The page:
Your membership supports PSR's work to reduce global warming, eliminate toxics in our environment and abolish nuclear weapons. YOU make our work possible. Thank you.
Rolling Stone magazine calls the PSR and Concerned Health Professionals of NY report on fracking's effects "the most authoritative study of its kind." Help us amplify it!
Autism spectrum disorders continue to rise
Kathy Attar, MPH
April 2, 2014
New data from the Centers for Disease Control (CDC) show that the estimated number of children identified with autism spectrum disorder (ASD) continues to grow.
In CDC’s new report, about one in 68 children were identified with ASD. This estimate is based on findings on 8-year-old children living in 11 communities, participants in CDC’s Autism and Developmental Disabilities Monitoring Network.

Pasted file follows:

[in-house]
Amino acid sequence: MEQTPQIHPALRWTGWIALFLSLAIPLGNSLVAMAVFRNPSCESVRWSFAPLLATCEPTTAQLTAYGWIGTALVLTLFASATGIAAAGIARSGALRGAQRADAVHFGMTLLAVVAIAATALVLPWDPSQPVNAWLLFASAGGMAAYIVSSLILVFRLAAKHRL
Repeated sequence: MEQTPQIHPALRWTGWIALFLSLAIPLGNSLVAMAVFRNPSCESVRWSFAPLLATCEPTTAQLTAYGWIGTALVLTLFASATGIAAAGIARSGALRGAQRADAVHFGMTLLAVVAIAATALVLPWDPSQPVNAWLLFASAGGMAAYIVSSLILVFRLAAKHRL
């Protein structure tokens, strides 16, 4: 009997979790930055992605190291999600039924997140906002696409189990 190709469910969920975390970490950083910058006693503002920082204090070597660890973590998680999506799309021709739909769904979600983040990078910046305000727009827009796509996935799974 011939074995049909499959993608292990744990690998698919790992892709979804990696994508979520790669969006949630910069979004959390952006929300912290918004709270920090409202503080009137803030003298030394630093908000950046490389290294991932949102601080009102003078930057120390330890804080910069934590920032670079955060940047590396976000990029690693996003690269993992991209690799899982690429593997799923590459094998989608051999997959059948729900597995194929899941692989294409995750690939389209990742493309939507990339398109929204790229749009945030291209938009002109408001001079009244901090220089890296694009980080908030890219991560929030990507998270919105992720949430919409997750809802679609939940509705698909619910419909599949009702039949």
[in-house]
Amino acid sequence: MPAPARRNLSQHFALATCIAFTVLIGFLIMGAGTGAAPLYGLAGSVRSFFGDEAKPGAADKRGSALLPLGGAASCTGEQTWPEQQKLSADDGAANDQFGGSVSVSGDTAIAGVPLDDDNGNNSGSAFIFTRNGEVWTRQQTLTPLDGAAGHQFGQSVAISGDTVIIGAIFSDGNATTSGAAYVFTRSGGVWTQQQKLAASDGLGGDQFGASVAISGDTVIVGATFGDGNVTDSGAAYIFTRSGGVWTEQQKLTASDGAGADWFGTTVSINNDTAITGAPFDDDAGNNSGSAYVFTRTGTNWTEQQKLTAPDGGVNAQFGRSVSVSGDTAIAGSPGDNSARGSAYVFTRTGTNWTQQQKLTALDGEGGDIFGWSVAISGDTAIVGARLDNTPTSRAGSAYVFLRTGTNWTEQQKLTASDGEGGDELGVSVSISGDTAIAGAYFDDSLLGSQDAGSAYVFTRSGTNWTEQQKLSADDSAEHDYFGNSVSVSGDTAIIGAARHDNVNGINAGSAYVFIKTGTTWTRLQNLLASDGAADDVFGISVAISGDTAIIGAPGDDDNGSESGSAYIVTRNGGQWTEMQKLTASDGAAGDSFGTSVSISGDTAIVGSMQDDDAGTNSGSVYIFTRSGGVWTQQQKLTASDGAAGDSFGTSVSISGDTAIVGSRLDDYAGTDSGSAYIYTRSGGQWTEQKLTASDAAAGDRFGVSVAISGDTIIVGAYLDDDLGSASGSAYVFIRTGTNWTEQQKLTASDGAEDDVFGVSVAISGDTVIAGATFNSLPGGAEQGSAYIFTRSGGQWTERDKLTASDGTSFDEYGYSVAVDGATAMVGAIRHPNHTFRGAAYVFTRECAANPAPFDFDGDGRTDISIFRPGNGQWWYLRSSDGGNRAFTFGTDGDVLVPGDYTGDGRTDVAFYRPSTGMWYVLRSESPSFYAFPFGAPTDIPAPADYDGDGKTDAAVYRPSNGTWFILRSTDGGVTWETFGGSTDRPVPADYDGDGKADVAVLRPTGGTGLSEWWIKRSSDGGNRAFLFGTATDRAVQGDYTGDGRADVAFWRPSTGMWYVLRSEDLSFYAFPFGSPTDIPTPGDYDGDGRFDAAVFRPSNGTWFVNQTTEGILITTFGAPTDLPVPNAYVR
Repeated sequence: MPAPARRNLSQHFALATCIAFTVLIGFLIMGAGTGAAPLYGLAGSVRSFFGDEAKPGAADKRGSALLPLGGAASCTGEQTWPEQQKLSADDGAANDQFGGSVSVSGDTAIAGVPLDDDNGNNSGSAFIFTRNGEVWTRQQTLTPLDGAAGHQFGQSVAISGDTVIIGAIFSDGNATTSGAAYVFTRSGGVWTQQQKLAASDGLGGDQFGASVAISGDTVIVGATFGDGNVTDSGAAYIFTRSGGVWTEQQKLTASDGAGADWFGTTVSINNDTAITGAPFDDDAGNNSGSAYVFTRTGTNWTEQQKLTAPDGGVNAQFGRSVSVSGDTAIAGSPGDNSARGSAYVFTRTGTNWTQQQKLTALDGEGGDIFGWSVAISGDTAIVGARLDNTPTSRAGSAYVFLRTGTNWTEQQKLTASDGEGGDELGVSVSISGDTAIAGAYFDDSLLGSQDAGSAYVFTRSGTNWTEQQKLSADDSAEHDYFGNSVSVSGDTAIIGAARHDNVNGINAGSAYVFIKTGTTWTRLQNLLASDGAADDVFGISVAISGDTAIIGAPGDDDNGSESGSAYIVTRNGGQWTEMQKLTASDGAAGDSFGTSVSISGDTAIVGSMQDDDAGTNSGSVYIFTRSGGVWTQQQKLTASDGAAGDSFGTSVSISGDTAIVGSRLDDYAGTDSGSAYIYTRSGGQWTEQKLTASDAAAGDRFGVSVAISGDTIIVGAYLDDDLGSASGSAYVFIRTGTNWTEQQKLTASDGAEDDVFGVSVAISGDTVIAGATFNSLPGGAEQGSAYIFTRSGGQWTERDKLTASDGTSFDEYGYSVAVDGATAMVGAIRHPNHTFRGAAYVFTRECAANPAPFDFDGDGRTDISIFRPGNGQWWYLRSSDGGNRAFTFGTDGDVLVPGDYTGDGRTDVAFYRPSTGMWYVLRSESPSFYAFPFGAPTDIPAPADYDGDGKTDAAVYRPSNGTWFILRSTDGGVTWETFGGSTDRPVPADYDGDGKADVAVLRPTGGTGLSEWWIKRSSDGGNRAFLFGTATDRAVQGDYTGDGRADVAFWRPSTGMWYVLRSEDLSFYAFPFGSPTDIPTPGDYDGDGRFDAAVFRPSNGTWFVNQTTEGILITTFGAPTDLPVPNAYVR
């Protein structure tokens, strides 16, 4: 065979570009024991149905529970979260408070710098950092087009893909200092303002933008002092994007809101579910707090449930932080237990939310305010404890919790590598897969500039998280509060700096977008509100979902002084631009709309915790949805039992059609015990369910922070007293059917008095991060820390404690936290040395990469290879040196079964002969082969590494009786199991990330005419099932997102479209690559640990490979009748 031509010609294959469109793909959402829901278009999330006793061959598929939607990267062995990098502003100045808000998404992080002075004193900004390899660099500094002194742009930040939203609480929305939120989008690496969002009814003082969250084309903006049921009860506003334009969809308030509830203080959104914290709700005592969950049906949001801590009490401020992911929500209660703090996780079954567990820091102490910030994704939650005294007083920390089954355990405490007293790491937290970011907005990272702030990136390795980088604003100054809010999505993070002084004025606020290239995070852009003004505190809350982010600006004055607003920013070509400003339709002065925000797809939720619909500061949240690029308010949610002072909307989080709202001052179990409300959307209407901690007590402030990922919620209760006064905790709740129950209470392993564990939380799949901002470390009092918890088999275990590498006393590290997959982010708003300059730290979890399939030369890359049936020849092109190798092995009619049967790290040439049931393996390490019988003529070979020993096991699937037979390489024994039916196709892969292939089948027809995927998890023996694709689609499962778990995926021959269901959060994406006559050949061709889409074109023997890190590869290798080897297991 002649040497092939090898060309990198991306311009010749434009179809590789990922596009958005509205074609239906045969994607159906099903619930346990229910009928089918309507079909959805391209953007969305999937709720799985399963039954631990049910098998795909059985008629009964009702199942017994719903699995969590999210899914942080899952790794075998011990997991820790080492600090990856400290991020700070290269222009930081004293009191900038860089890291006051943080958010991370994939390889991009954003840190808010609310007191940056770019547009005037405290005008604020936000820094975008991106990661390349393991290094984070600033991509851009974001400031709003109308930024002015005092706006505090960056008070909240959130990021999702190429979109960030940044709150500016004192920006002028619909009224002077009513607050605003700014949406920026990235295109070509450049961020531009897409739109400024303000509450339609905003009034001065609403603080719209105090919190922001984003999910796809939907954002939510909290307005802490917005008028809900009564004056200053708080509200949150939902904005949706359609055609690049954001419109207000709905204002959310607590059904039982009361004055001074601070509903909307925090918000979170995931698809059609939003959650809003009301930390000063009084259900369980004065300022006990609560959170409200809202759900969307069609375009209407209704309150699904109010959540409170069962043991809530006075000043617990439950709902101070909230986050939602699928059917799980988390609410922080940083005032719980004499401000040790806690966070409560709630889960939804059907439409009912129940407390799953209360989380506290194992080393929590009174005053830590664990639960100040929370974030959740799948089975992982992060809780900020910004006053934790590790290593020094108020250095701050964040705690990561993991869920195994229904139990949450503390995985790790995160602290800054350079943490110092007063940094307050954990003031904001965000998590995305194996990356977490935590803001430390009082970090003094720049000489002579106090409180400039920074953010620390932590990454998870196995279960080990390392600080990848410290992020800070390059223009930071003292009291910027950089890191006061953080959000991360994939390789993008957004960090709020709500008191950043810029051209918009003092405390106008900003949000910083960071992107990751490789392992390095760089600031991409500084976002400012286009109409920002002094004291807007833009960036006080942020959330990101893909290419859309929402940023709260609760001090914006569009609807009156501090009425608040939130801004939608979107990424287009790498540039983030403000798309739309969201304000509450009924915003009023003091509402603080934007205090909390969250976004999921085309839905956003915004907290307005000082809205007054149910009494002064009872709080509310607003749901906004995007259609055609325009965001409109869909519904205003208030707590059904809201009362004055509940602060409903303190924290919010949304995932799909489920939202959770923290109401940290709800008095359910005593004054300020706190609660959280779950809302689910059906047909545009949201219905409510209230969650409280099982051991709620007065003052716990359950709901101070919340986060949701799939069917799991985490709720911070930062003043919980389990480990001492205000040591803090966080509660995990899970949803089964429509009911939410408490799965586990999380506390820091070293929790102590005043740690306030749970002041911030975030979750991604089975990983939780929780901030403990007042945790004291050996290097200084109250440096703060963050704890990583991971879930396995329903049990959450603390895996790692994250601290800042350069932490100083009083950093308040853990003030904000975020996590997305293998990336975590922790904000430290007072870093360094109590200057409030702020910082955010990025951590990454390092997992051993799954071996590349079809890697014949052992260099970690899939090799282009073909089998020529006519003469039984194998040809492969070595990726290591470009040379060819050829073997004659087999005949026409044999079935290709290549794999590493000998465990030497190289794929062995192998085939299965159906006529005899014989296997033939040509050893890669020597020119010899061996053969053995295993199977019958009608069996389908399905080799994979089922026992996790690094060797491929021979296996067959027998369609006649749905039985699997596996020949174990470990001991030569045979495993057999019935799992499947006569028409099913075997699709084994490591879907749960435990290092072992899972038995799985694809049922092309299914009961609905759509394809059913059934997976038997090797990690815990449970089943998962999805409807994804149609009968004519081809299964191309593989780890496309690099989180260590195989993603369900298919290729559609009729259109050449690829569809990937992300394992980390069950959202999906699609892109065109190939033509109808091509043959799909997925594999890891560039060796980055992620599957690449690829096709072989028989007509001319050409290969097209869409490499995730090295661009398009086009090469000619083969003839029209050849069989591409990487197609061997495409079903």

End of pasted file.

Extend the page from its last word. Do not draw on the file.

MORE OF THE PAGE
This new estimate is about 30% higher than the estimate for 2008, roughly 60% higher than the estimate for 2006, and approximately 120% higher than the estimates for 2002 and 2000. The cause of this skyrocketing increase is unknown; some of it may be due to the way children are identified and diagnosed, but exactly how much is unknown.
What we do know is that the longer we wait to pass meaningful chemicals policy reform, the longer chronic diseases will continue to rise. The need is urgent for policy that reduces preventable causes of disease. Research recently released by Drs. Landrigan and Grandjean reveals that the number of chemicals known to be toxic to children's developing brains has doubled over the past seven years.
Sixty-seventy percent of abnormal brain development cases (which can lead to conditions such as autism or ADHD) are attributed to the child’s environment.
PSR is asking Congress to put forth reform measures that protect our most vulnerable from toxic chemical exposures. Unfortunately, the current reform proposals in the Senate and House would do very little if anything to address our rising disease rates.
Check out our latest action to make health-protective, common-sense chemicals policy a reality.
Comments Leave a Comment